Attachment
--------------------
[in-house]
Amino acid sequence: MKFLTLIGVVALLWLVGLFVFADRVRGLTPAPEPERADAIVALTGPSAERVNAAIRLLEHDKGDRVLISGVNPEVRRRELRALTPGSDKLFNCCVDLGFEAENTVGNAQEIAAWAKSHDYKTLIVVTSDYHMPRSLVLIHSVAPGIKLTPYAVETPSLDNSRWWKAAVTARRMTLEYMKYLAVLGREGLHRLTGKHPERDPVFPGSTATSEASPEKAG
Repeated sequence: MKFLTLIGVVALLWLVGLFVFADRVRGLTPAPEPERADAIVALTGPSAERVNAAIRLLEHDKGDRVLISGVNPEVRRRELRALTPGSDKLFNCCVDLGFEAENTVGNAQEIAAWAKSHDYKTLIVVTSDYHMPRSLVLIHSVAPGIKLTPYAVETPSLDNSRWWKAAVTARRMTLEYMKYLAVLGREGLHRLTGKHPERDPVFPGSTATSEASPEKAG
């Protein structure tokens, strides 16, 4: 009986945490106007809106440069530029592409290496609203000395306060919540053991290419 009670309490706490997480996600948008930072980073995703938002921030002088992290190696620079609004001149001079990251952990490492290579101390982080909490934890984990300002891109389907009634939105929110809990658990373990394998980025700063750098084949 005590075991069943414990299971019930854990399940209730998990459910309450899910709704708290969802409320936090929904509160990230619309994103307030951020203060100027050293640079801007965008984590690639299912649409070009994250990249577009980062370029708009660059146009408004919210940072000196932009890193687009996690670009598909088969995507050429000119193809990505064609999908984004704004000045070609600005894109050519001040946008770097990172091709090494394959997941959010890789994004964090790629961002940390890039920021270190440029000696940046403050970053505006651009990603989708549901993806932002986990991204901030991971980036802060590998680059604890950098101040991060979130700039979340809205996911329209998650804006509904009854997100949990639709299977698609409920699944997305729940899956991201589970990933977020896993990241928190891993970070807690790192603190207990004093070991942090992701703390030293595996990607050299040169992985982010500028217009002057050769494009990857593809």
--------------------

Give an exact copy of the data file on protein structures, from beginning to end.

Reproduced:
[in-house]
Amino acid sequence: MKFLTLIGVVALLWLVGLFVFADRVRGLTPAPEPERADAIVALTGPSAERVNAAIRLLEHDKGDRVLISGVNPEVRRRELRALTPGSDKLFNCCVDLGFEAENTVGNAQEIAAWAKSHDYKTLIVVTSDYHMPRSLVLIHSVAPGIKLTPYAVETPSLDNSRWWKAAVTARRMTLEYMKYLAVLGREGLHRLTGKHPERDPVFPGSTATSEASPEKAG
Repeated sequence: MKFLTLIGVVALLWLVGLFVFADRVRGLTPAPEPERADAIVALTGPSAERVNAAIRLLEHDKGDRVLISGVNPEVRRRELRALTPGSDKLFNCCVDLGFEAENTVGNAQEIAAWAKSHDYKTLIVVTSDYHMPRSLVLIHSVAPGIKLTPYAVETPSLDNSRWWKAAVTARRMTLEYMKYLAVLGREGLHRLTGKHPERDPVFPGSTATSEASPEKAG
């Protein structure tokens, strides 16, 4: 009986945490106007809106440069530029592409290496609203000395306060919540053991290419 009670309490706490997480996600948008930072980073995703938002921030002088992290190696620079609004001149001079990251952990490492290579101390982080909490934890984990300002891109389907009634939105929110809990658990373990394998980025700063750098084949 005590075991069943414990299971019930854990399940209730998990459910309450899910709704708290969802409320936090929904509160990230619309994103307030951020203060100027050293640079801007965008984590690639299912649409070009994250990249577009980062370029708009660059146009408004919210940072000196932009890193687009996690670009598909088969995507050429000119193809990505064609999908984004704004000045070609600005894109050519001040946008770097990172091709090494394959997941959010890789994004964090790629961002940390890039920021270190440029000696940046403050970053505006651009990603989708549901993806932002986990991204901030991971980036802060590998680059604890950098101040991060979130700039979340809205996911329209998650804006509904009854997100949990639709299977698609409920699944997305729940899956991201589970990933977020896993990241928190891993970070807690790192603190207990004093070991942090992701703390030293595996990607050299040169992985982010500028217009002057050769494009990857593809």